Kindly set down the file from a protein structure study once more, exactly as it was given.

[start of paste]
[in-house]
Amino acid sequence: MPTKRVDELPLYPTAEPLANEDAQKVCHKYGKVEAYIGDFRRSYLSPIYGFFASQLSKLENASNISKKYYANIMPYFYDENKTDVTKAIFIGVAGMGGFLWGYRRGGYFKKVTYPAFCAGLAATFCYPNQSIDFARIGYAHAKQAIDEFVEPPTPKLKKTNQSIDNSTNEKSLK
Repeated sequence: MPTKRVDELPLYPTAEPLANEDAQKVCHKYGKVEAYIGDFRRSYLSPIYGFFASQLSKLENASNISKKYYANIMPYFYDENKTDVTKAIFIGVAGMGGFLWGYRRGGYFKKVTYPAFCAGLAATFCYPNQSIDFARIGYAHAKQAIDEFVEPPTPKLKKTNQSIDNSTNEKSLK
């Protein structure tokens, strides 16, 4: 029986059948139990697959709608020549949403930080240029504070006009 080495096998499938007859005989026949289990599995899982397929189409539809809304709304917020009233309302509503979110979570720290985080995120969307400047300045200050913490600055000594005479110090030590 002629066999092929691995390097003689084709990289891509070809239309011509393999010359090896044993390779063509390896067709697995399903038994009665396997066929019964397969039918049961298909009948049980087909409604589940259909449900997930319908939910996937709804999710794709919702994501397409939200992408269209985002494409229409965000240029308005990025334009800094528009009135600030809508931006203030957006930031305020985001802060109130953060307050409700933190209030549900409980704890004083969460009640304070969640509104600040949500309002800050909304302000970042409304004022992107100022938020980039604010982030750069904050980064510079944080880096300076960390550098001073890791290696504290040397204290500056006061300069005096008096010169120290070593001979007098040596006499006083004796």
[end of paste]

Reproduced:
[in-house]
Amino acid sequence: MPTKRVDELPLYPTAEPLANEDAQKVCHKYGKVEAYIGDFRRSYLSPIYGFFASQLSKLENASNISKKYYANIMPYFYDENKTDVTKAIFIGVAGMGGFLWGYRRGGYFKKVTYPAFCAGLAATFCYPNQSIDFARIGYAHAKQAIDEFVEPPTPKLKKTNQSIDNSTNEKSLK
Repeated sequence: MPTKRVDELPLYPTAEPLANEDAQKVCHKYGKVEAYIGDFRRSYLSPIYGFFASQLSKLENASNISKKYYANIMPYFYDENKTDVTKAIFIGVAGMGGFLWGYRRGGYFKKVTYPAFCAGLAATFCYPNQSIDFARIGYAHAKQAIDEFVEPPTPKLKKTNQSIDNSTNEKSLK
């Protein structure tokens, strides 16, 4: 029986059948139990697959709608020549949403930080240029504070006009 080495096998499938007859005989026949289990599995899982397929189409539809809304709304917020009233309302509503979110979570720290985080995120969307400047300045200050913490600055000594005479110090030590 002629066999092929691995390097003689084709990289891509070809239309011509393999010359090896044993390779063509390896067709697995399903038994009665396997066929019964397969039918049961298909009948049980087909409604589940259909449900997930319908939910996937709804999710794709919702994501397409939200992408269209985002494409229409965000240029308005990025334009800094528009009135600030809508931006203030957006930031305020985001802060109130953060307050409700933190209030549900409980704890004083969460009640304070969640509104600040949500309002800050909304302000970042409304004022992107100022938020980039604010982030750069904050980064510079944080880096300076960390550098001073890791290696504290040397204290500056006061300069005096008096010169120290070593001979007098040596006499006083004796």